The mystery of what was in Grisha’s basement had been built up right from the beginning of the story. There were 84 chapters of buildup before we got the answer in Chapter 85, so the answer had to be satisfying. And, boy, was it. Chapter 85 may answer the question of what is in the basement, but it is the following one, “That Day”, which goes all out on the epic reveal of the outside world. This twist that our main cast is part of a race of people known as Eldians who can turn into Titans, making most of the world hate them, and the history behind all this was the biggest gamechanger in the entire story. I remember reading this chapter for the first time and just sitting in silence for a couple of minutes, as I took in the enormity of this reveal. It’s also not just the twist itself which makes “That Day” so great but the characterization of Grisha as well. Grisha is easily one of Attack on Titan’s most tragic characters and this chapter perfectly illustrates this, as his sister is murdered by a Marleyan military officer, who feeds her to his son’s dogs, while she is still alive. This horrifying event causes Grisha to blame himself and, like most traumatic events for other characters, leads him to extreme ends, joining a resistance organization known as the Eldia Restorationists, before marrying a woman of royal blood, named Dina. The two go on to have a son, Zeke, the Beast Titan, with Grisha’s trauma driving him to treat his son terribly for Eldia, leading Zeke to turn in his parents, bringing an end to the chapter. I got spoiled about Zeke’s identity before he was officially revealed to be Eren’s half-brother but it made the twist no less impactful, with the tragic showcase of his terrible relationship with his father and what it lead him to do. “That Day” was the chapter that turned Attack on Titan from a story where its characters’ main goal was to save humanity, to a story where the goal was to somehow survive a world that unjustly hates them for what they are and actions taken by their ancestors centuries before. The series was all the better for this reveal too, eventually leading to the fantastic chapters that appeared earlier on in this list and the incredible chapter at the number one spot.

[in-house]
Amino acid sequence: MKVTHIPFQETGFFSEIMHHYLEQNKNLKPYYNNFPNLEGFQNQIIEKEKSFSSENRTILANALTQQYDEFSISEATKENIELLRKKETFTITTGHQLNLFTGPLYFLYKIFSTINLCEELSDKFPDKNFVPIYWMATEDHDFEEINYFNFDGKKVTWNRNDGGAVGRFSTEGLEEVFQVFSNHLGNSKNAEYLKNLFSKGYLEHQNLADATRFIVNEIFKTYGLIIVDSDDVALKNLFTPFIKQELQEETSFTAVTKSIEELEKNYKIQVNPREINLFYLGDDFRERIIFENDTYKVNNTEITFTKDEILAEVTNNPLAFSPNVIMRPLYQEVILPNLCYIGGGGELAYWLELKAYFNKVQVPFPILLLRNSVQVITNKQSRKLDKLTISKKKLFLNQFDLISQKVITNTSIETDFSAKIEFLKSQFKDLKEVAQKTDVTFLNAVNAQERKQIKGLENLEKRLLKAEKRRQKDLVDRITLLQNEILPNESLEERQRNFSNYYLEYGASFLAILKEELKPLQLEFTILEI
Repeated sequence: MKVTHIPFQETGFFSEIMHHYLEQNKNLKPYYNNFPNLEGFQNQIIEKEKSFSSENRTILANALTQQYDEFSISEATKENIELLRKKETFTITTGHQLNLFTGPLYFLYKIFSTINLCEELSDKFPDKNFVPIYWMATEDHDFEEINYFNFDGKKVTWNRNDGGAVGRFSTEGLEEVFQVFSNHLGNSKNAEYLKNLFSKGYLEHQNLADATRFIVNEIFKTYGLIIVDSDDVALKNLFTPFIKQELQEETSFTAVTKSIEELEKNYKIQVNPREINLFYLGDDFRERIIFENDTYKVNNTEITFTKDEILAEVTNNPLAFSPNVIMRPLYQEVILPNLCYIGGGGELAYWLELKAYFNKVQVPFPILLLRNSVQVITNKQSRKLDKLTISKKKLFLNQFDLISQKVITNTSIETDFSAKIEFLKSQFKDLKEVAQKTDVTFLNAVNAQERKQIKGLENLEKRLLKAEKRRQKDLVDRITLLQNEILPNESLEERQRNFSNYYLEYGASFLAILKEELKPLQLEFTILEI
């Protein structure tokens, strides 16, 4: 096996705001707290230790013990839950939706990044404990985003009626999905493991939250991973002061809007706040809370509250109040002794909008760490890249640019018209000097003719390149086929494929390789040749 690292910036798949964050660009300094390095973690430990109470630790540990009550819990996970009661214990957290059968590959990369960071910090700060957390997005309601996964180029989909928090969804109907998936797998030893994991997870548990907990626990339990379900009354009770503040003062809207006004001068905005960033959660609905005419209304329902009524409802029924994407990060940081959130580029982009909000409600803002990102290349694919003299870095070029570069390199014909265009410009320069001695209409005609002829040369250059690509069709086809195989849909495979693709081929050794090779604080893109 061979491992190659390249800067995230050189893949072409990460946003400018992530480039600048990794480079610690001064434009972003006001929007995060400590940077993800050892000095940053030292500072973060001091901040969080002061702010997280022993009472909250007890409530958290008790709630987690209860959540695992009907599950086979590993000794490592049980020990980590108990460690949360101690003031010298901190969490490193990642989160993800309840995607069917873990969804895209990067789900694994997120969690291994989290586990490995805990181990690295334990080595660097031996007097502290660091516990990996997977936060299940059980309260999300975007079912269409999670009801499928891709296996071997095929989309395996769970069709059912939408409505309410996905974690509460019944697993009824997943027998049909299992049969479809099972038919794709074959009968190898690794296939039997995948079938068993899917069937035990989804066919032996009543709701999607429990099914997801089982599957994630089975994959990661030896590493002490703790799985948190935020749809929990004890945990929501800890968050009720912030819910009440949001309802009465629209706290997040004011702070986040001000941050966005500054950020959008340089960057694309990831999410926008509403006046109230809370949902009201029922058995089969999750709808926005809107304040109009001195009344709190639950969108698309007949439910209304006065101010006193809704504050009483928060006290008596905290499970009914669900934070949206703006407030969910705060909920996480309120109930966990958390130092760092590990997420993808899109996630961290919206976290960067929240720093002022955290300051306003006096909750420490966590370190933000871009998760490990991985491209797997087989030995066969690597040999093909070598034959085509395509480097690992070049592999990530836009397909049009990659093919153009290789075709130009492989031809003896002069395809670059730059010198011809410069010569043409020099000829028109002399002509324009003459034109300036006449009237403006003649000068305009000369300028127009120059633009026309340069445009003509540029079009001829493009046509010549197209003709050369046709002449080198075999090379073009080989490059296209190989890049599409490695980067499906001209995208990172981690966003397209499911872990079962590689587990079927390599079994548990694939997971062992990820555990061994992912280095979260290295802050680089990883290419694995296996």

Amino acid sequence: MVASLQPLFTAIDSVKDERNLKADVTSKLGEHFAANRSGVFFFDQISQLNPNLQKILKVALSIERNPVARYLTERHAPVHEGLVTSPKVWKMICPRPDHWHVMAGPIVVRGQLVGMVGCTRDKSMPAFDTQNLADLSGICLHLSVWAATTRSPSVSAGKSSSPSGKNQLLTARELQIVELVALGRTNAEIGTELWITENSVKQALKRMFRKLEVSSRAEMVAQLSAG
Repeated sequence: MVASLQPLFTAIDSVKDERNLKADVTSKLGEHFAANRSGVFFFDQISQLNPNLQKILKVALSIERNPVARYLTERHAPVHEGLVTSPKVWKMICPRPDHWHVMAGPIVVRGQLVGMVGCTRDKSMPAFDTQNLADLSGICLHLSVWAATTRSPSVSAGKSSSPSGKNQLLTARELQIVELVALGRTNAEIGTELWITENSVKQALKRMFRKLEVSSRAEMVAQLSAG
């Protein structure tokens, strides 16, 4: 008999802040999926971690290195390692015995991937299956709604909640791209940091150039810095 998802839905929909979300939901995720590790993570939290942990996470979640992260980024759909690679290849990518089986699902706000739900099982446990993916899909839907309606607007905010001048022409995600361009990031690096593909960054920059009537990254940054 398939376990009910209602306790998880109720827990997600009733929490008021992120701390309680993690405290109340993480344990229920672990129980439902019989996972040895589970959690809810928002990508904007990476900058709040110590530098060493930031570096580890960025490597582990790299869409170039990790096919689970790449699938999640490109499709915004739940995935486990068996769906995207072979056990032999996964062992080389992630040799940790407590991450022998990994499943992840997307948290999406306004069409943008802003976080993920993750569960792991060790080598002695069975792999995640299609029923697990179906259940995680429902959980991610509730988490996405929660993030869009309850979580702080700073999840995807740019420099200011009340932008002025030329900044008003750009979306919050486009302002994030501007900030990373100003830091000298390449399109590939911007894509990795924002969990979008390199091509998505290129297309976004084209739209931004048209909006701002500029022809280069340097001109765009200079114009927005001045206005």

1. Chapter 121: Memories of the Future.